LibLink: Julian Huppert calls for greater public scrutiny of spying

Julian Huppert Sherlock HolmesWriting in the Guardian yesterday, Julian Huppert called for greater public scrutiny of national security. It was not just the work of the intelligence services that was scrutinised in parliament last Thursday, he says, but secretive intelligence and security committee which oversees the services.

This sort of public scrutiny is exactly what we need to restore confidence in our intelligence service, whose work keeps us safe. It does make you wonder why this should have been such a massive event: shouldn’t public scrutiny be at the heart of the way our intelligence and security service operates anyway?

Huppert says that he is not asking for details to be discussed, just principles.

Should we be spying on our own citizens? Is it reasonable and proportionate that every click we make online is monitored and saved for an eventuality that may never come? Is it right and proper that we spy on our allies, tapping into their personal phones? Can our embassies be used as listening posts?

These are questions, Huppert says, that can and should be debated in public.

On Snowden leaks of National Security Agency documents, he comments:

They demonstrate the NSA is insecure and can’t protect its own information. If it is true that what was leaked contained information that was directly damaging to our security, as opposed to just being very embarrassing, why were hundreds of thousands of contractors able to access it all? Why were names of UK agents so widely available?

Huppert concludes that we need substantial reform of our oversight mechanisms. The intelligence and security committee should become “a creature of parliament, not the executive”.

We also need an independent body – perhaps like President Obama’s privacy and oversight board, which includes civil society representatives. We need more transparency about… the legal basis for the actions of the intelligence and security agencies. We are also dealing with outdated, over-broad and excessively complex legislation – this needs an independent review.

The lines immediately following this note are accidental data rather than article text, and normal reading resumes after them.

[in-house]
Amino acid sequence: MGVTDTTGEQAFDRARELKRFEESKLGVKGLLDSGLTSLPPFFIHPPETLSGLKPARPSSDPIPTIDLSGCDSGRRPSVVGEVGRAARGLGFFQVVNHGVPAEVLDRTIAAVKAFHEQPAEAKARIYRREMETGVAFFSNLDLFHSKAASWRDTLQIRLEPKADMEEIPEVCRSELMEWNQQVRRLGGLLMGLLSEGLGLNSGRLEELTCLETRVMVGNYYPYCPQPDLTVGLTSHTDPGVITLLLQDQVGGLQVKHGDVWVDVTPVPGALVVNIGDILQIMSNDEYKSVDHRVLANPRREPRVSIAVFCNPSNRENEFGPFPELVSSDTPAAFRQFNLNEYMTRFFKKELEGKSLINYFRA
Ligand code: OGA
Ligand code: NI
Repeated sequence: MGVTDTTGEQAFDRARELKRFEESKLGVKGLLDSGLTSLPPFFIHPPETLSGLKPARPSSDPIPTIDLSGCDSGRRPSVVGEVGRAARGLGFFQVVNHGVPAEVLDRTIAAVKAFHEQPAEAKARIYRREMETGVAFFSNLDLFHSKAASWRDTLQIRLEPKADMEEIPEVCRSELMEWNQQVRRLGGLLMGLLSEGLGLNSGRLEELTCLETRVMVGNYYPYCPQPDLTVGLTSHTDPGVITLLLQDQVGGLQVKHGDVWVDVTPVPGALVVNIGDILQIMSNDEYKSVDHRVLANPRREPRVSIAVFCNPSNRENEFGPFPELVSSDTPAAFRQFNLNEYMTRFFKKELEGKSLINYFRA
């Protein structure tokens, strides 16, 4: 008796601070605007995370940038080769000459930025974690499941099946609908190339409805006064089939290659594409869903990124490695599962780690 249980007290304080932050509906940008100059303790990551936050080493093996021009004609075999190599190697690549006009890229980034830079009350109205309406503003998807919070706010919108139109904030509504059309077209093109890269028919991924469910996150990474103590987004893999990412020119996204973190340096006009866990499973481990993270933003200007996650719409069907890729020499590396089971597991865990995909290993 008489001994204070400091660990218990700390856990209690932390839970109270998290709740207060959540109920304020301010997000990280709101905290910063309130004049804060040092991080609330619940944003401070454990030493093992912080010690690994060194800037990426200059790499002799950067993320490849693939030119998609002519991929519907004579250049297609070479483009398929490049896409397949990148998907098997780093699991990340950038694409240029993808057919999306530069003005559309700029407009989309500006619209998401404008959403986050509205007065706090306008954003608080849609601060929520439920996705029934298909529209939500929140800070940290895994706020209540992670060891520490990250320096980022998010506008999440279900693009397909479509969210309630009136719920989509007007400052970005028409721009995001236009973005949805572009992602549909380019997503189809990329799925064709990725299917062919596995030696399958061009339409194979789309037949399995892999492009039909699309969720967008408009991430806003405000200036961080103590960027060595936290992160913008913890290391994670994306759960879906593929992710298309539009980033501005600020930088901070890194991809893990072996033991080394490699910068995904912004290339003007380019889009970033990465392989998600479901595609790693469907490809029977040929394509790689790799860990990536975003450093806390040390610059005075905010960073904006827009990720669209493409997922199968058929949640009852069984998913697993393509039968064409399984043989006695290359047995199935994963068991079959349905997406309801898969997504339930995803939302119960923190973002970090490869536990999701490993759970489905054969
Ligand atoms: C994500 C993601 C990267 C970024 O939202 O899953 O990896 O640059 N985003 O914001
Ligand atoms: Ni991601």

* Andy Boddington is a Lib Dem councillor in Shropshire. He blogs at andybodders.co.uk. He is Thursday editor of Lib Dem Voice.

Read more by or more about , or .
This entry was posted in LibLink and News.
Advert

3 Comments

  • That’s a STUNNING photomanip.

  • The problem is that the spy chiefs have this idea that disclosing their methods would make their jobs harder and thus the methods should not be disclosed. The problem is that this leads to things like the NSA thinking it has the right to attack the use of encryption by everyone which is far too much collateral damage. The police use their powers to harrass people who take photographs of them.

  • Nigel Jones 10th Nov '13 - 7:32pm

    Thank you Julian again for taking a Liberal approach. We require our security services to operate in secrecy, but how and to what extent must be a decision of Parliament. Security chiefs can advise, but at the end of the day our public representatives decide the general principles under which they operate and their recent suggestions that this cannot be debated in case it affects our security misses the point and even suggests that they want to make these general decisions , not us. They are our servants.

Post a Comment

Lib Dem Voice welcomes comments from everyone but we ask you to be polite, to be on topic and to be who you say you are. You can read our comments policy in full here. Please respect it and all readers of the site.

To have your photo next to your comment please signup your email address with Gravatar.

Your email is never published. Required fields are marked *

*
*
Please complete the name of this site, Liberal Democrat ...?

Advert



Recent Comments

  • Suzanne Fletcher
    It isn't the theory I have a problem with, it is how it would happen. it wouldn't just be deciding to disestablish, it would be unpicking lot of complicated li...
  • John
    Gordon, yes: "Being ‘first-mover’ can create competitive advantage, but it can also bake in weaknesses that are hard to identify let alone fix." Britain...
  • John
    Labour's plans for the HoL are a foolish concoction dreamt up by Gordon Brown as centralisers idea for devolution. People around the country are already nomi...
  • John
    Judging from anecdotal views encountered and comments n the Guardian and Independent, there ought to be a fair chunk of opinion looking for a more pro European ...
  • John
    Labour have made these proposals in an attempt to throw a constitutional bone to their membership ( 80%+ ), unions, and supporters who are desperate to get real...